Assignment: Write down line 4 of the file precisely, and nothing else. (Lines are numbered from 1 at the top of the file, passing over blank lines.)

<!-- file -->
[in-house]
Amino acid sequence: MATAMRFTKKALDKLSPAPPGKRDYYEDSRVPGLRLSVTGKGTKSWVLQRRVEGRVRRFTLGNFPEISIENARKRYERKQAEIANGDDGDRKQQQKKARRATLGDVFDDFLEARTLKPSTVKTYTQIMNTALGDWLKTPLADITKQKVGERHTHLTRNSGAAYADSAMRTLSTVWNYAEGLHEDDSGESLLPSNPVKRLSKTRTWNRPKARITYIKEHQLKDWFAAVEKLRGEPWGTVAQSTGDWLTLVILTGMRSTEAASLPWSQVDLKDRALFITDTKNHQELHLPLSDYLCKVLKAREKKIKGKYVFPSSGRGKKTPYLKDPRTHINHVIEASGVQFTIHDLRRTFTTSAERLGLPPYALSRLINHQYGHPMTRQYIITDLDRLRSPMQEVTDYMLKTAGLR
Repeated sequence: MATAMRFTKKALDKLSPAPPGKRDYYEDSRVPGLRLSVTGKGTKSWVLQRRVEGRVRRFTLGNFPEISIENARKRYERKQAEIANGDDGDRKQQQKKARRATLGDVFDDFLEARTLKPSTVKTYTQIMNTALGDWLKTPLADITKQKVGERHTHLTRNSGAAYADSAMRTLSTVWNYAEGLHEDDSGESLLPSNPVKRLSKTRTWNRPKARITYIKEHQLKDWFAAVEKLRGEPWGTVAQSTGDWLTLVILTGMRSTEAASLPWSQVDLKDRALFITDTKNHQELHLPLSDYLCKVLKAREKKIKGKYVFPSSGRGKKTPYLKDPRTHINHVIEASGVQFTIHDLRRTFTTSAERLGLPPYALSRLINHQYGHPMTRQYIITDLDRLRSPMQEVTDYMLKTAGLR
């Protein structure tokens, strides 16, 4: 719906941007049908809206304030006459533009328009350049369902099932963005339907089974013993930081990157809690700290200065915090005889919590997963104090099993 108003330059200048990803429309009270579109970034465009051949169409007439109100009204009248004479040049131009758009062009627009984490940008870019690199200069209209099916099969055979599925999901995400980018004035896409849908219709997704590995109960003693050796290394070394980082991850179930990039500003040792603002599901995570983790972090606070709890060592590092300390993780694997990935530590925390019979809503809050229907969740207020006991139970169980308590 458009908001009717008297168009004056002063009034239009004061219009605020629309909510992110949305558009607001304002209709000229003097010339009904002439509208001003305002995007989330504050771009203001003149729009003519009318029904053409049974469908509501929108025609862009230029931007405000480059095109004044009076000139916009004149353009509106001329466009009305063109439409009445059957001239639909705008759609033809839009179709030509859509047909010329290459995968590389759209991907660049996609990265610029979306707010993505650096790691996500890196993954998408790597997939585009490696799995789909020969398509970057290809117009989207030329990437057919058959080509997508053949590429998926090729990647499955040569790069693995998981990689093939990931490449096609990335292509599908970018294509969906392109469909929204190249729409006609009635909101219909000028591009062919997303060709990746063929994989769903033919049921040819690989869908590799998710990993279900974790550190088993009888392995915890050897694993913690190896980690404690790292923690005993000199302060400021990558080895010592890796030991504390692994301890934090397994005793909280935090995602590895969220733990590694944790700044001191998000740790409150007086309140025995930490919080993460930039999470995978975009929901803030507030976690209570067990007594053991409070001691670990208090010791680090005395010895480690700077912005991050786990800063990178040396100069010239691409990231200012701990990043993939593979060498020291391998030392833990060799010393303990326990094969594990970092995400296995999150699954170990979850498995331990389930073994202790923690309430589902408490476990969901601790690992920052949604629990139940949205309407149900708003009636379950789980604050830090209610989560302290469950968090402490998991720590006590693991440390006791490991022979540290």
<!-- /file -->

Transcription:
């Protein structure tokens, strides 16, 4: 719906941007049908809206304030006459533009328009350049369902099932963005339907089974013993930081990157809690700290200065915090005889919590997963104090099993 108003330059200048990803429309009270579109970034465009051949169409007439109100009204009248004479040049131009758009062009627009984490940008870019690199200069209209099916099969055979599925999901995400980018004035896409849908219709997704590995109960003693050796290394070394980082991850179930990039500003040792603002599901995570983790972090606070709890060592590092300390993780694997990935530590925390019979809503809050229907969740207020006991139970169980308590 458009908001009717008297168009004056002063009034239009004061219009605020629309909510992110949305558009607001304002209709000229003097010339009904002439509208001003305002995007989330504050771009203001003149729009003519009318029904053409049974469908509501929108025609862009230029931007405000480059095109004044009076000139916009004149353009509106001329466009009305063109439409009445059957001239639909705008759609033809839009179709030509859509047909010329290459995968590389759209991907660049996609990265610029979306707010993505650096790691996500890196993954998408790597997939585009490696799995789909020969398509970057290809117009989207030329990437057919058959080509997508053949590429998926090729990647499955040569790069693995998981990689093939990931490449096609990335292509599908970018294509969906392109469909929204190249729409006609009635909101219909000028591009062919997303060709990746063929994989769903033919049921040819690989869908590799998710990993279900974790550190088993009888392995915890050897694993913690190896980690404690790292923690005993000199302060400021990558080895010592890796030991504390692994301890934090397994005793909280935090995602590895969220733990590694944790700044001191998000740790409150007086309140025995930490919080993460930039999470995978975009929901803030507030976690209570067990007594053991409070001691670990208090010791680090005395010895480690700077912005991050786990800063990178040396100069010239691409990231200012701990990043993939593979060498020291391998030392833990060799010393303990326990094969594990970092995400296995999150699954170990979850498995331990389930073994202790923690309430589902408490476990969901601790690992920052949604629990139940949205309407149900708003009636379950789980604050830090209610989560302290469950968090402490998991720590006590693991440390006791490991022979540290």